http://www.dataliberation.org/home

Reply Parent Score: 4

RE[2]: Well
by JAlexoid on Fri 29th Apr 2011 01:26 in reply to "RE: Well"
JAlexoid Member since:
2009-05-19

Except in all cases the alternatives don't sell off your usage data for their advertising network. Are you suggesting we shouldn't sign up for various online services because they then all have access to our IP address and whatever username / password combination we use for that site along with whatever other personal information their signup process requires? It's not about the data they collect - every online service collects some data in order to actually function - it's what they do with the data that's the problem.


Again, can you answer my question. How does an advertiser get personal information for each visiting person from Google? As an advertiser I would like to get that information, but Google does not give me that ;) Apparently you know how to get it... or you are full of paranoid BS.

Everyone touts Google's services as being free, but they're far from it, and they are certainly NOT open - opensource != open.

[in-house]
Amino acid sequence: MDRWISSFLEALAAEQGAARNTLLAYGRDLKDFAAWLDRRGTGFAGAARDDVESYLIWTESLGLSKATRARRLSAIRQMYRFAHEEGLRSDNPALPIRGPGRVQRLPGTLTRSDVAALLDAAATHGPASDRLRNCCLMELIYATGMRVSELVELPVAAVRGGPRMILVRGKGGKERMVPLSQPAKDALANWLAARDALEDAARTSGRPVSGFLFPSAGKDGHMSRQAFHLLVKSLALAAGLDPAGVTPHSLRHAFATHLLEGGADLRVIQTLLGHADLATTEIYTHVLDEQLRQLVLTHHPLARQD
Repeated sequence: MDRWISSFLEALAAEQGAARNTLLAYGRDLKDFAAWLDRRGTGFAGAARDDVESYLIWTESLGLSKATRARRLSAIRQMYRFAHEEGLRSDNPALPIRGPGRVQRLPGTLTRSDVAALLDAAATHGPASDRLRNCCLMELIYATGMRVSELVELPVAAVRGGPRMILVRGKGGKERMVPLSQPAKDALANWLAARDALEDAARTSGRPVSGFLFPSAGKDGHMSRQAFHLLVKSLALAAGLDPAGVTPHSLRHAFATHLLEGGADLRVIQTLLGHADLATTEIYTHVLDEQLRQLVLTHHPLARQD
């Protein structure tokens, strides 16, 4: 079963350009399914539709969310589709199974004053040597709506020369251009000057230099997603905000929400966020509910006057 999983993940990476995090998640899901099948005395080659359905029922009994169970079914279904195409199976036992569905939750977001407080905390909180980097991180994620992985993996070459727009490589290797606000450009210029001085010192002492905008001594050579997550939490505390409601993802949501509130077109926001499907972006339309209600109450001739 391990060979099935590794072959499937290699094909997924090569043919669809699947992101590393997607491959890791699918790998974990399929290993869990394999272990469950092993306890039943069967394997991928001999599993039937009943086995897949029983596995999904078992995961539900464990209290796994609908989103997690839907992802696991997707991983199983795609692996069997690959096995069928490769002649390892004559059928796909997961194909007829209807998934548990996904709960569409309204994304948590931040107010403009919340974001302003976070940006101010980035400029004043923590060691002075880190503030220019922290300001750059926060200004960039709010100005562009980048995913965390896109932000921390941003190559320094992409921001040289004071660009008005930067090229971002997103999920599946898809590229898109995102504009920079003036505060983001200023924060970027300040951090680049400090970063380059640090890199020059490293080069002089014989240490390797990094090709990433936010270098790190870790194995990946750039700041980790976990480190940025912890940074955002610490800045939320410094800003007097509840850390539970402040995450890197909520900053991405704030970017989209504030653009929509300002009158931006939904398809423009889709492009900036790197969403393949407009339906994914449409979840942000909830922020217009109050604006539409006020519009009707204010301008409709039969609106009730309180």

Sorry. When did I pay for the free tier of GMail? Hm... Never in 7 years. Ads? I don't see them, I use an IMAP client.
And when are their services being touted as open? And they are not opensource.

What's your personal information worth? Mine's certainly worth a hell of a lot more than a couple bucks a month that I might have to pay for alternatives. At least Apple are up-front about the restrictions and costs involved, and actually give you an option BEFORE you use their products or services to opt out if you don't like their policies, unlike Google who don't give you that option until, well, ever...

Yes, Apple is up-front with CYA entries in the EULA. Apple is already in the advertisement business. And they have had your sociological profile since before iAds.
As for opting out, there is that button called "Privacy" at the bottom of Google's main page.

Reply Parent Score: 4

RE[3]: Well
by molnarcs on Fri 29th Apr 2011 03:13 in reply to "RE[2]: Well"
molnarcs Member since:
2005-09-10

Guys, he's never going to reply.* mrhasbean never replies to anything that contradicts his anti-google rants. And he's going to repost the same shit next time something is posted about Google (or Apple). He's our local troll/Apple fanboy.

*well, he may reply, but he'll conveniently ignore any of your points that he can not counter...

Reply Parent Score: 3